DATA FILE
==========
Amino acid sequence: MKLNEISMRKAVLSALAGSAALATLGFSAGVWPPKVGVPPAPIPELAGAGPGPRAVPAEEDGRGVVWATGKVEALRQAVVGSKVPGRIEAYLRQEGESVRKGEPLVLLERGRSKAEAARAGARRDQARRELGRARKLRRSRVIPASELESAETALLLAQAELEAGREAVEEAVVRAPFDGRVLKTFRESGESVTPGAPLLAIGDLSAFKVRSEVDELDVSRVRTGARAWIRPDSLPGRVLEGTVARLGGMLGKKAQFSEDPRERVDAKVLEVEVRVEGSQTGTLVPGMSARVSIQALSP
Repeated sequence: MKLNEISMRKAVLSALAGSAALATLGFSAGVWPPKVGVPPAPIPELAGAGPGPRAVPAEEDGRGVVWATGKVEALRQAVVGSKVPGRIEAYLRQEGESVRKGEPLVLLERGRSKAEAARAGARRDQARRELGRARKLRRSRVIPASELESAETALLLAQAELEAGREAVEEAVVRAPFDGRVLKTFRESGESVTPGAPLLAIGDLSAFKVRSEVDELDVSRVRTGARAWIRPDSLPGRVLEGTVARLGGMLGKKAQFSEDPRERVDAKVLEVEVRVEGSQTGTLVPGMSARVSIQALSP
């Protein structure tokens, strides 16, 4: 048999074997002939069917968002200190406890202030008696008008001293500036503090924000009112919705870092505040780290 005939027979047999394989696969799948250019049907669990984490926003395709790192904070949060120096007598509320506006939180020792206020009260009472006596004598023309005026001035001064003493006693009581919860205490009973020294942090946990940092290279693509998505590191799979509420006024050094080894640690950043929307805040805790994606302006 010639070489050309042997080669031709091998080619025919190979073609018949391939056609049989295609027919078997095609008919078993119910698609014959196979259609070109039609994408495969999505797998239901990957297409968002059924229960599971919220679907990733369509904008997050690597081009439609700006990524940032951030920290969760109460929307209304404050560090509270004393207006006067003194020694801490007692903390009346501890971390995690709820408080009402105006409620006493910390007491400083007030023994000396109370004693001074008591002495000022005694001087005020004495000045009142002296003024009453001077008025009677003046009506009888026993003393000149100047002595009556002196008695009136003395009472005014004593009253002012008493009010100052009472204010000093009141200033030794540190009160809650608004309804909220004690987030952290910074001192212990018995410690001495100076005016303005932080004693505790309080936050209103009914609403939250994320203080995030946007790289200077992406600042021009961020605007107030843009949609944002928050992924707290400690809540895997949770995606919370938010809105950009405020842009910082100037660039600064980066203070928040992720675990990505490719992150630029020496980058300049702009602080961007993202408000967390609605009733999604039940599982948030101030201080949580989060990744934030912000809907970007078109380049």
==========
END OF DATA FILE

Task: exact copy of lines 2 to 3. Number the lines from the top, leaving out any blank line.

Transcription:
Repeated sequence: MKLNEISMRKAVLSALAGSAALATLGFSAGVWPPKVGVPPAPIPELAGAGPGPRAVPAEEDGRGVVWATGKVEALRQAVVGSKVPGRIEAYLRQEGESVRKGEPLVLLERGRSKAEAARAGARRDQARRELGRARKLRRSRVIPASELESAETALLLAQAELEAGREAVEEAVVRAPFDGRVLKTFRESGESVTPGAPLLAIGDLSAFKVRSEVDELDVSRVRTGARAWIRPDSLPGRVLEGTVARLGGMLGKKAQFSEDPRERVDAKVLEVEVRVEGSQTGTLVPGMSARVSIQALSP
């Protein structure tokens, strides 16, 4: 048999074997002939069917968002200190406890202030008696008008001293500036503090924000009112919705870092505040780290 005939027979047999394989696969799948250019049907669990984490926003395709790192904070949060120096007598509320506006939180020792206020009260009472006596004598023309005026001035001064003493006693009581919860205490009973020294942090946990940092290279693509998505590191799979509420006024050094080894640690950043929307805040805790994606302006 010639070489050309042997080669031709091998080619025919190979073609018949391939056609049989295609027919078997095609008919078993119910698609014959196979259609070109039609994408495969999505797998239901990957297409968002059924229960599971919220679907990733369509904008997050690597081009439609700006990524940032951030920290969760109460929307209304404050560090509270004393207006006067003194020694801490007692903390009346501890971390995690709820408080009402105006409620006493910390007491400083007030023994000396109370004693001074008591002495000022005694001087005020004495000045009142002296003024009453001077008025009677003046009506009888026993003393000149100047002595009556002196008695009136003395009472005014004593009253002012008493009010100052009472204010000093009141200033030794540190009160809650608004309804909220004690987030952290910074001192212990018995410690001495100076005016303005932080004693505790309080936050209103009914609403939250994320203080995030946007790289200077992406600042021009961020605007107030843009949609944002928050992924707290400690809540895997949770995606919370938010809105950009405020842009910082100037660039600064980066203070928040992720675990990505490719992150630029020496980058300049702009602080961007993202408000967390609605009733999604039940599982948030101030201080949580989060990744934030912000809907970007078109380049």